Aug 012011

With our head office  in Canada’s capital city, the Canadian Seed Trade Association (CSTA) brings together 132 seed company  members engaged in all aspects of seed research, production and marketing and trade, both domestically and internationally.

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Growing for the World . . . . Une croissance axée sur le monde


Banff Springs HotelCSTA’s 91st Annual Meeting – Registration is now open for CSTA’s 91st Annual meeting.   The meeting will be held at the magnificant Fairmont Banff Springs Hotel in Banff Alberta from Sunday July 13 through Tuesday July 15.  CSTA’s Board will meet on Wednesday morning July 16.   Follow this link to review programs, see our sponsors, register for the meeting, and make hotel reservations.


parliament hillSeeding Success: Fostering Innovation – CSTA’s Board of Directors met with Members of Parliament, Senators and the Minister of Agriculture and Agri-Food and planted the seeds of success firmly on their agendas.  Very fruitful discussions were held with government and opposition Members of Parliament and Senators, supporting science based regulations, and a renewed investment environment.   You can find the submission in the news section of this website.


The Government of Canada has taken a very substantial step forward today with the introduction of the Canadian Agricultural Growth Act.   Bill C-18 proposes to amend 9 Canadian Agricultural Acts, including the Plant Breeders’ Rights Act.  Follow this link to find CSTA’s news release and information on Bill C-18, and the most recent fact sheets and information about proposed amendments to Plant Breeders’ Rights.



Partners Partenaires

CSTA is pleased to be part of Partners in Innovation, which brings together major farmer, value chain and industry associations to support amendments to Canada’s Plant Breeders Rights Act.   Check out the Partners in Innovation website


plant breedingCSTA’s private company members invested over $101 million in plant breeding, research and variety development in 2012.  That is an increase of more than78% from 5 years ago.   Find the results of the CSTA investment survey in the news section of this website.


LabOn April 4 and 5, 2013, CSTA organized a value chain symposium in Winnipeg, Manitoba.  The objective was to bring the crop value chain together in the same place to make substantial progress towards three goals:

1. Reach a common understanding of how research and plant breeding is funded in other countries

2. Reach a common understanding of how research and plant breeding is funded for different crop kinds in different regions in Canada

3.  Develop a set of principles for a possible funding mechanism in Canada

It was a very well attended symposium with participation from plant breeders, researchers, funding institutions, producers, the seed industry, educational institutions and federal and provincial governments.  It was also a very successful symposium, surpassing the goals that were established.  The process doesn’t end with the symposium.   A working group has been established to, with continuous input and feedback from the value chain, develop a “strawman”  proposal for a Canadian mechanism to fund research and plant breeding, which will be presented to the larger symposium group this fall.   This process will be completely transparent and input will be sought and encouraged from all who have an interest.  Reports of the working group meetings; requests for input etc. will all be posted in a special section of CSTA’s website.  Just  follow this link.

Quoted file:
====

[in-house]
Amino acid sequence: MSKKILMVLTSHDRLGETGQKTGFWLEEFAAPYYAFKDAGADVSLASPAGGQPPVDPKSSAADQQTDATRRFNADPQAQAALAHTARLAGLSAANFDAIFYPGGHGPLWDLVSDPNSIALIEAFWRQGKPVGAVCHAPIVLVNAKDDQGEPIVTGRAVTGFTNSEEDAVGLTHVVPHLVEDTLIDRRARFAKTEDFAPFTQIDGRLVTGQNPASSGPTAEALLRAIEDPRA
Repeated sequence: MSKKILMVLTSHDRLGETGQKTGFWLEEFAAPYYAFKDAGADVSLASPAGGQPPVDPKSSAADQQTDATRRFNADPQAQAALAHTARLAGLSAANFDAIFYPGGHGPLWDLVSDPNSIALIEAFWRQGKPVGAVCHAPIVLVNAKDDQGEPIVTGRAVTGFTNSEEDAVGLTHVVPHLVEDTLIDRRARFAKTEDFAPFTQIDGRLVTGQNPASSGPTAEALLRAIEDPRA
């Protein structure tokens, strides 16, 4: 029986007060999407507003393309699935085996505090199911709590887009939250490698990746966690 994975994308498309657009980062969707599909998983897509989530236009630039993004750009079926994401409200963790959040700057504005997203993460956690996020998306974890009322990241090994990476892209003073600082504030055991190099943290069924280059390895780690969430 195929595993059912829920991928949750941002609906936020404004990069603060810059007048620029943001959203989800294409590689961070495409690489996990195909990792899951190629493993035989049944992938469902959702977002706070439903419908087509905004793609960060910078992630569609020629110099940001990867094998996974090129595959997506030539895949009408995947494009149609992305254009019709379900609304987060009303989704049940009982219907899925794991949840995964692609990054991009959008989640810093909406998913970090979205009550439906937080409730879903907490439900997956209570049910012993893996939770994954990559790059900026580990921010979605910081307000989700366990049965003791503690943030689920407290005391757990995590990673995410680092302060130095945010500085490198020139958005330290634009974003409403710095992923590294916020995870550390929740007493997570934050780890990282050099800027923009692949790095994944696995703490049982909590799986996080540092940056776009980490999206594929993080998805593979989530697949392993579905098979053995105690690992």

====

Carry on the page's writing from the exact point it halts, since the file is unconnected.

Given the fast pace of technology in agriculture around the world, CSTA’s Board of Directors placed a high priority on the development of science based coexistence plans.  The goal is to ensure that CSTA’s members and the farmers that they serve have the choice of the production system that best serves their businesses and the markets that they serve, whether the production system is organic, conventional or makes use of products of modern biotechnology.   CSTA’s activities on coexistence can be found here.


PBR LogoCanada is one of the only developed country members of the International Union for the Protection of New Plant Varieties (UPOV) who’s Plant Breeders’ Rights legislation does not conform to the most recent UPOV convention (UPOV 1991).   This is having an impact on the ability of Canadian Plant Breeders to develop new varieties for farmers, and it is impacting Canada’s ability to attract varieties developed internationally.  CSTA supports amendments to Canada’s Plant Breeders’ Rights Act to help create an environment that will attract domestic and international investment.   We have produced a fact sheet that explains clearly what complying with UPOV 1991 means and what it doesn’t mean.  You can find it here.


2011-12 Seed Trade Statistics are Now Available – This is the only place where you can find detailed statistics on Canada’s exports and imports of seed.  Follow this link to find summaries of exports and imports of seed over the past three years, updated for the crop year that ended June 30, 2012.   You can also find expanded lists of exports by destination and imports by country of origin.

Dec 012011

What's the planBy 2050, the world’s farmers will have to produce as much food as has been consumed since the beginning of humanity. They will have to do that under the extreme pressure from urban growth, competing demands for land and water, and climate change. Canada can lead the way to meeting the challenges, capturing opportunities for farmers and the economy. We just have to have a plan.

Watch our new video here

© 2013 Canadian Seed Trade Association / L'association Canadienne du Commerce des Semences Suffusion theme by Sayontan Sinha